# Build two independent circuits with one switch

I have 2 DC sources 12V and 5V, I want to switch them using one switch as shown on scheme. I used here 2 diodes to isolate circuits and it works fine on simulation, but in real scheme 5V (actually rather 4.7V from USB) becomes 5.4V. How can I make circuits run independent (ie. they do not affect each other) in this case?

Simulation with open/closed switch - works fine on simulation but not in reality

• Why not simply use a DPST switch? Commented Apr 24, 2021 at 18:50
• @Unimportant yeah it's a good point, but in real schema I have an SPDT Centre Off with an another circuit on the second switch position, so I have to bind these two circuits on the remaining position Commented Apr 24, 2021 at 19:13

simulate this circuit – Schematic created using CircuitLab

Figure 1. Using a single-pole normally-open switch to select '5 V' or 12 V supply.

• SW1 open: 5 V is supplied to the load via D1. A silicon diode will drop 0.7 V. A Schottky diode will drop about 0.3 V.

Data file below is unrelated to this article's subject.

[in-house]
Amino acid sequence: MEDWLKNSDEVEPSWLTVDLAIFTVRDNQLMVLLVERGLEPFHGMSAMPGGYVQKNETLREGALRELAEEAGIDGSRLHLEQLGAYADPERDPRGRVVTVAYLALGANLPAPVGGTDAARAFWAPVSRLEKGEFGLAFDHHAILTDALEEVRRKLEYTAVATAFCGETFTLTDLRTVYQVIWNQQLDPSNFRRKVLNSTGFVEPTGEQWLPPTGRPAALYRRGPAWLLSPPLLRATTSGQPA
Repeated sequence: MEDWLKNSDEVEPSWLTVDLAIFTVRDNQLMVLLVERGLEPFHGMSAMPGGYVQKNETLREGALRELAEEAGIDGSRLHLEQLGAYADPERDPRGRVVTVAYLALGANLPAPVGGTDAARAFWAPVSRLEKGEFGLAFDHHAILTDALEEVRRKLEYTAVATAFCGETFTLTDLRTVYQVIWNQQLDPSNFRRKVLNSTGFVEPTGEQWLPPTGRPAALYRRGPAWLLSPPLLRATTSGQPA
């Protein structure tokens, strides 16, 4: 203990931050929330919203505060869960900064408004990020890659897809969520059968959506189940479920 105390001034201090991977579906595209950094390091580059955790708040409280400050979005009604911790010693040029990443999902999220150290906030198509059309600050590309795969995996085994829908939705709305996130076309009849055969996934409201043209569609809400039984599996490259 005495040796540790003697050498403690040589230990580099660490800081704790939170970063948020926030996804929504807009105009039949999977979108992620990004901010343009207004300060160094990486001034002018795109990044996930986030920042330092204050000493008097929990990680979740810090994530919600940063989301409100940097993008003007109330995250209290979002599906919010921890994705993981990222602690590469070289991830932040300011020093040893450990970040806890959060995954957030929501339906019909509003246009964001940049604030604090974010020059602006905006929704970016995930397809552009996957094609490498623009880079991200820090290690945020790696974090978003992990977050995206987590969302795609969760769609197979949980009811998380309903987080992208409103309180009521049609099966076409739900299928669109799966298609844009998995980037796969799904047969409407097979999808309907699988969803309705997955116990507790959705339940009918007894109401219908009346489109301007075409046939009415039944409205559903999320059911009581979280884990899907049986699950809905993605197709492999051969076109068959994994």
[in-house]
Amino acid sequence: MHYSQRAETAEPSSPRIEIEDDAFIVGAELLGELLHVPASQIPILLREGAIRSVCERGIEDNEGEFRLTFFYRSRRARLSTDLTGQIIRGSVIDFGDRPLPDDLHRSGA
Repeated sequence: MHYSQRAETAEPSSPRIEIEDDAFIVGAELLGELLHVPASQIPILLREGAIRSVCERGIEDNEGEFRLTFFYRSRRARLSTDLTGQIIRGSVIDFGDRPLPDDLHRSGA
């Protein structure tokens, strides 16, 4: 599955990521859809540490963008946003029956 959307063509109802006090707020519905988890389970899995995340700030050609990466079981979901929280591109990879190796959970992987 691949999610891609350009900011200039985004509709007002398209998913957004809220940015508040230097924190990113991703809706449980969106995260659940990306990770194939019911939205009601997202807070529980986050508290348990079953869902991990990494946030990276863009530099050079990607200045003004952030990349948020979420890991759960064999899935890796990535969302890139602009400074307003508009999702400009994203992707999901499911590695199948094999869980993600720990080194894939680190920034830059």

• SW1 closed: 12 V is supplied to the load. D1 prevents backfeed into the 5 V power supply.

simulate this circuit

Figure 2. Switch to disconnect two loads.

• SW1 will disconnect the common return from both loads to the common ground at the power supplies.
• D1 prevents V1 back-feeding into V2 when SW1 is open. It will cause a voltage drop in normal operation as described above.

This isn't an elegant circuit. Switching negatives in a negative ground circuit can lead to all sorts of confusion. It is, however, common on automobile circuits.

• Sorry if I was unclear - 2 circuits have 2 different loads, they should run simultaneously not in turn if the switch is closed and stop if the switch is open Commented Apr 24, 2021 at 18:25
• Loads are represented here by 2 voltmeters Commented Apr 24, 2021 at 18:33
• Are the sources battery or regulators? Can the 5 V regulator be fed from the 12 V source? Commented Apr 24, 2021 at 18:39
• Sources are 2 batteries here, please see I added Gif picture Commented Apr 24, 2021 at 18:42
• See the update. See also how I've drawn the schematic with higher voltages at the top so that current flows from top to bottom and circuit reads naturally from left to right. See rules-and-guidelines-for-drawing-good-schematics if you're interested in improving. Commented Apr 24, 2021 at 18:46

Here's how, with the switch 'S1' being used to control the 12 V load and a 12 V electromagnetic relay to control the 5 V load.